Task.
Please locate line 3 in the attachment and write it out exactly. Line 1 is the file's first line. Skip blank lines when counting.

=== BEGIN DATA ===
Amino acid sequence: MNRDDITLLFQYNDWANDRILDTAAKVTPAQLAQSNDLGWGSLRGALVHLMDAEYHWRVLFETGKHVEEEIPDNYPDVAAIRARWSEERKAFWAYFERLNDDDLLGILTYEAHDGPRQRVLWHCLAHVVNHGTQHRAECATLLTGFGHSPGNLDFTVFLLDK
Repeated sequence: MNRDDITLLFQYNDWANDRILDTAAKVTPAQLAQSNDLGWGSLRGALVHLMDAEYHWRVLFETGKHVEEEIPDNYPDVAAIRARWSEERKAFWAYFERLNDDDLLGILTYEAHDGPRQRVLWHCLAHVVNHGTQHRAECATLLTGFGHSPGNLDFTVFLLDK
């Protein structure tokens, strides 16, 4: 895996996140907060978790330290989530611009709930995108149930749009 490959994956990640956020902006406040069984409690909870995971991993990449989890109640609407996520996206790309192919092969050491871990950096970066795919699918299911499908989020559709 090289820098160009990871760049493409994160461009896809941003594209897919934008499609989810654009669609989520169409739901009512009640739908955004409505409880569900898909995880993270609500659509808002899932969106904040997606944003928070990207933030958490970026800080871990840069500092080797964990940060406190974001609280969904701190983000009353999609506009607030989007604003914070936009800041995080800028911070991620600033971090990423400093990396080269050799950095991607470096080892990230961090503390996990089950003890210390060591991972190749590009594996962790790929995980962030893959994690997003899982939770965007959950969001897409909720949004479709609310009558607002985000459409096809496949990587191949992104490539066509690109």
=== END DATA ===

């Protein structure tokens, strides 16, 4: 895996996140907060978790330290989530611009709930995108149930749009 490959994956990640956020902006406040069984409690909870995971991993990449989890109640609407996520996206790309192919092969050491871990950096970066795919699918299911499908989020559709 090289820098160009990871760049493409994160461009896809941003594209897919934008499609989810654009669609989520169409739901009512009640739908955004409505409880569900898909995880993270609500659509808002899932969106904040997606944003928070990207933030958490970026800080871990840069500092080797964990940060406190974001609280969904701190983000009353999609506009607030989007604003914070936009800041995080800028911070991620600033971090990423400093990396080269050799950095991607470096080892990230961090503390996990089950003890210390060591991972190749590009594996962790790929995980962030893959994690997003899982939770965007959950969001897409909720949004479709609310009558607002985000459409096809496949990587191949992104490539066509690109």